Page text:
Indicator of compromise (IoCs) matching is an essential feature in every endpoint protection solution. This capability is available in Microsoft Defender ATP and gives SecOps the ability to set a list of indicators for detection and for blocking (prevention and response).
Today we’re announcing the unified indicators experience. In this update we unified several different IoC lists and made the lists more accessible for interactive (portal) and automated (API) use. In addition, we aligned all detection and enforcement means to honor the unified list. The new schema supports several actions such as allow, alert-only, and alert and block. It also supports RBAC for fine-grained control over user access.
Get up and running by trying out the UX experience. When you’re better acquainted with the capability, learn more about the different usage options described below.
Congrats! You’ve just created your first IoC.
Explore the other features you see around. Try the batch import or indicator list export.
Currently, the main supported means are the cloud detection engine, the AutoIR engine, and the endpoint prevention agent (a.k.a Windows Defender AV).
The cloud detection engine of Microsoft Defender ATP scans the telemetry collected regularly and tries to match the indicators you set. When there is a match, action will be taken according to the settings you specified for the IoC.
The same list of indicators is honored by the prevention agent. Meaning, if Windows Defender AV is the primary AV configured, the matched indicators will be treated according to the settings. For example, if the action is “Alert and Block”, the antivirus will prevent the file executions (block & remediate) and a corresponding alert will be raised. On the other hand, if the Action is “Allow”, the AV will not detect nor block the file from being run.
Note #1: There is a propagation time of several minutes before the blocking policy for a new hash is applied.
Note #2: Trusted signed files will be treated differently. MDATP is optimized for handling malicious files. Trying to block trusted signed files, in some cases, may have performance implications.
The automated investigation and remediation behave the same. If an indicator is set to Allow, AutoIR will ignore a “bad” verdict for it. If set to “Block”, AutoIR will treat it as “bad”.
In the first phase, the file hashes are fully supported, while network addresses (IP, Domain names) are partially supported (Automation and Detection). Stay tuned as the network blocking and more IoCs become available.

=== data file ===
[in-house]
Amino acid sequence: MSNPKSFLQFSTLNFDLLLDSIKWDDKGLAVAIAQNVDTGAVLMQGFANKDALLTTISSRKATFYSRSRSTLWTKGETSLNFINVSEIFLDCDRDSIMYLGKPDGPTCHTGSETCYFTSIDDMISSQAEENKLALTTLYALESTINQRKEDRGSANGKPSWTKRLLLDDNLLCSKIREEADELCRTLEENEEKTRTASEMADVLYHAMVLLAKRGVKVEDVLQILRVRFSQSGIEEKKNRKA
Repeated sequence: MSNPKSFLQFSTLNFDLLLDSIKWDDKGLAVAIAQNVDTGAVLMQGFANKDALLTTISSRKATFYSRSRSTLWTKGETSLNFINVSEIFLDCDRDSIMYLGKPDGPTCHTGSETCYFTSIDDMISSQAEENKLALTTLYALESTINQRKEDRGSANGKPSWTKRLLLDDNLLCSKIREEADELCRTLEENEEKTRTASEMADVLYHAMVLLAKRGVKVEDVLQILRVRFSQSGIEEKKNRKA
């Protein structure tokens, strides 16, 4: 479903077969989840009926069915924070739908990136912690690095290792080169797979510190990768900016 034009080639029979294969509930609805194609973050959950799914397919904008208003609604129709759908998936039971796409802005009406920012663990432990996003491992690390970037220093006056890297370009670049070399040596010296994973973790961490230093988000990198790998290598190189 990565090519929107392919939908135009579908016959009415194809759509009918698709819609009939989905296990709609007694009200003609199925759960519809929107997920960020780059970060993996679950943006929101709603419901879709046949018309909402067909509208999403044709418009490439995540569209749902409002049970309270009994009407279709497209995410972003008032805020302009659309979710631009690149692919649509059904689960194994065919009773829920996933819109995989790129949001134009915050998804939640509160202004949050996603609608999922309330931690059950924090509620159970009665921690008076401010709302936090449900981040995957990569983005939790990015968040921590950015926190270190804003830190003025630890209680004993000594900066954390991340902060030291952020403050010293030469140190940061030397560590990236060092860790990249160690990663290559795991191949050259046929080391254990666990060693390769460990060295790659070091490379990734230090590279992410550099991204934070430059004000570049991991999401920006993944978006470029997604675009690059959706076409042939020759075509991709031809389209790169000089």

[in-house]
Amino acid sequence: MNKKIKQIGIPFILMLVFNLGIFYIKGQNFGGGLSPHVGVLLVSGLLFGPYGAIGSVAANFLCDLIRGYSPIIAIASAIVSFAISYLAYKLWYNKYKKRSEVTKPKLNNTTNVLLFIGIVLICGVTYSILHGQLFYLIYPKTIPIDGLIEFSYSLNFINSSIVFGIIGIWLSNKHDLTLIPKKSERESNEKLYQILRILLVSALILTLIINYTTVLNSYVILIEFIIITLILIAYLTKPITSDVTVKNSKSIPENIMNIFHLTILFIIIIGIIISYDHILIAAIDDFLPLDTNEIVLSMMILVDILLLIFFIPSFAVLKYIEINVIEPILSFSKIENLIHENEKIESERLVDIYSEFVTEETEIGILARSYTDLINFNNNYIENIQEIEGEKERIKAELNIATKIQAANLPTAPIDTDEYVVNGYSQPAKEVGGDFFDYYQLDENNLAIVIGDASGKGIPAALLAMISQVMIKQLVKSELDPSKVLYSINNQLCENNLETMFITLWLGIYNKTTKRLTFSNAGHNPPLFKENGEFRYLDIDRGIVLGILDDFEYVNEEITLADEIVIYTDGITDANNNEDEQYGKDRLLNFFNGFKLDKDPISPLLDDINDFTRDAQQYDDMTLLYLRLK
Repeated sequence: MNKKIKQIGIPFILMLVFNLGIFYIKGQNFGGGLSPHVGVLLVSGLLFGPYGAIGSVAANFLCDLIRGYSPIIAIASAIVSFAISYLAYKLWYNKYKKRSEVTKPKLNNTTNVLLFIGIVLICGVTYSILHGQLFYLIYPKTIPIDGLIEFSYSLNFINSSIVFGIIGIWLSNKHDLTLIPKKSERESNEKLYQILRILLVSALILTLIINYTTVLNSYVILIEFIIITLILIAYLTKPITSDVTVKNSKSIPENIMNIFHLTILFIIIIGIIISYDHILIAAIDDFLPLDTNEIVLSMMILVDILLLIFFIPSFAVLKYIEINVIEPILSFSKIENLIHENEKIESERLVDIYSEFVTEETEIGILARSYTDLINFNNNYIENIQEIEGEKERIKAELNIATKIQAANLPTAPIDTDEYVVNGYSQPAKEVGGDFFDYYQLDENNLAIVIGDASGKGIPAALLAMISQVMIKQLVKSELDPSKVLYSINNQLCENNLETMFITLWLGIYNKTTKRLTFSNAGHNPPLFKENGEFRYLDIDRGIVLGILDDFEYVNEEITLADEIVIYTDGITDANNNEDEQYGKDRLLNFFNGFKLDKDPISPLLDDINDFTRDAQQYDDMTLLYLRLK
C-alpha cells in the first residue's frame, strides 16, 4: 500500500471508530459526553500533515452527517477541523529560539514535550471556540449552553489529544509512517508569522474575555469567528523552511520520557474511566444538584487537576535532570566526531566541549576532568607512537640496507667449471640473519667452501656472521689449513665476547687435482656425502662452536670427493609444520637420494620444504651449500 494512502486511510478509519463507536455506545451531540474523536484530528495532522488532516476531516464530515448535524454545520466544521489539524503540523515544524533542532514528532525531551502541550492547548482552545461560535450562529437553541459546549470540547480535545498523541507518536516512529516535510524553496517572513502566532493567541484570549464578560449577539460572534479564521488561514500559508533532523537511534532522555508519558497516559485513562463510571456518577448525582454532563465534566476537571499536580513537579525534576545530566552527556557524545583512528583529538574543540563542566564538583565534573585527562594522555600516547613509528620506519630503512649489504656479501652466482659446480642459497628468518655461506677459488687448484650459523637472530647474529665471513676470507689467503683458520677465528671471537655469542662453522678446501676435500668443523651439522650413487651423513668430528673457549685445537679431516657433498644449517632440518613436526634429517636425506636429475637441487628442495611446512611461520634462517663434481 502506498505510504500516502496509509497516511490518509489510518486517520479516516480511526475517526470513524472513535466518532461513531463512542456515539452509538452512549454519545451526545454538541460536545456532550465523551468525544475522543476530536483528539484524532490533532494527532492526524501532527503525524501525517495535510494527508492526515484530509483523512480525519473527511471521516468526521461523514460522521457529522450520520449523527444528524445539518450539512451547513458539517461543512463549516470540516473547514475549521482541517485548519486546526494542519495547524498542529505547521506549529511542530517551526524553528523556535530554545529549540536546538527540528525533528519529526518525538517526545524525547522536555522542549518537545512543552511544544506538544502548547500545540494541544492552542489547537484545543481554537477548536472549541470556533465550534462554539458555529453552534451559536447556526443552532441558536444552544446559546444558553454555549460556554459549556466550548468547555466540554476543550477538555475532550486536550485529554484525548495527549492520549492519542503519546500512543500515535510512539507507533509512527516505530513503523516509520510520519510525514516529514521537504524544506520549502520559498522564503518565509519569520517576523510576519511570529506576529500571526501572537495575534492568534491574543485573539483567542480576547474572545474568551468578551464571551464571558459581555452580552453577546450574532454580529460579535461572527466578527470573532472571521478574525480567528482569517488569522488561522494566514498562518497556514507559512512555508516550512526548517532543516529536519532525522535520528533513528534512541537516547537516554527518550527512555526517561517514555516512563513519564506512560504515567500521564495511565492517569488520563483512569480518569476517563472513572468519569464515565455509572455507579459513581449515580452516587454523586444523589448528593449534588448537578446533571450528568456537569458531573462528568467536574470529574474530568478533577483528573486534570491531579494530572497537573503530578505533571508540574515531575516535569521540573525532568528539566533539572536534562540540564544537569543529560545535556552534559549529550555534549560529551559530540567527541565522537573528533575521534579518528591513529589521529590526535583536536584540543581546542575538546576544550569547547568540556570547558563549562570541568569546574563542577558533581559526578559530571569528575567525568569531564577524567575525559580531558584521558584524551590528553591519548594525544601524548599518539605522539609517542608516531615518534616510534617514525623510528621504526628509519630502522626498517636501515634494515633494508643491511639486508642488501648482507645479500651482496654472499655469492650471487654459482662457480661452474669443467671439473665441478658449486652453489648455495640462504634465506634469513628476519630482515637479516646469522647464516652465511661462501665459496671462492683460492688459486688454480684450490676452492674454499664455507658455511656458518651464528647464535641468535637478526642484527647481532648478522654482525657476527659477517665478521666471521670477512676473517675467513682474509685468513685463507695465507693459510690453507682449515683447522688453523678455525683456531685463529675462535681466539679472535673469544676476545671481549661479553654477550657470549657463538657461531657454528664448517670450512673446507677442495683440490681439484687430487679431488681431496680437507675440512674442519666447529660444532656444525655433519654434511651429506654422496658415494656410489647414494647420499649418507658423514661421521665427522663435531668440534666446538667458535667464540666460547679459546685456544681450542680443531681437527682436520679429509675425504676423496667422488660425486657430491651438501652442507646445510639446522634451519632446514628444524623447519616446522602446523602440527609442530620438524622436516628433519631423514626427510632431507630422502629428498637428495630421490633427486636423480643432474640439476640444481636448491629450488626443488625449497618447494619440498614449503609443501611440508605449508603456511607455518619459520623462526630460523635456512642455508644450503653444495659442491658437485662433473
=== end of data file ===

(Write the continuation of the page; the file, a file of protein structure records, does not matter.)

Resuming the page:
The current actions supported are Allow, Alert-only, Alert&Block. More actions are planned. Please see what actions are supported for each IOC type. The goal is to have parity whenever applicable.
There are five (5!!!) ways to control the IoC lists.
As mentioned earlier, you can edit the list by just adding and removing indicators from the new list experience.
The new unified experience preserves the simplicity of IoC creation and modification from the entity pages. For example, from a file page, you can just block the file as you did before but now with the new unified experience, you can easily pivot to the indicator view to update the response action for the file.
This is a simple way to import a list maintained in a CSV file. All you need is to:
The new Indicators API is available for custom integrations. Our previous blogs will get you up to speed in minutes.
Push custom Indicators of Compromise (IoCs) to Microsoft Defender ATP
Microsoft Defender ATP and Malware Information Sharing Platform integration
While it is based on the same API as an extensibility method, some partners already integrate solutions.
For example, Palo Alto Networks AutoFocus/MinMeld created a native integration with Microsoft Defender ATP. See, How to Configure MineMeld to Send Indicators to Microsoft Defender ATP
To track supported applications, visit our Applications page.
If you can’t find your preferred solution, use the “Recommend Other Partners” button on the upper left corner.
RBAC is supported for the UX experience. Analysts can set target groups for the IoC. This will be a subset or all the machine groups that the analyst is authorized to access. IoCs set by a global admin will take precedence. Meaning, there’s no way to override them for a subgroup.
The API has no group granularity and it is supported for the entire Org. The access is enabled only in an application context. Refer to the blogs mentioned earlier to learn more about application context.
Currently the list size is limited. We optimized the service to deal as quickly as possible with the most important IoCs. The assumption is that when an IoC is fresh or uncommon, there is a need for custom IoC lists. As regular IoCs age, it should be covered by regular AV solutions.
The current limit set to 5000. We will monitor and optimize it.
This work was done based on customer feedback. We would love to get your feedback too.
Microsoft Defender ATP Team
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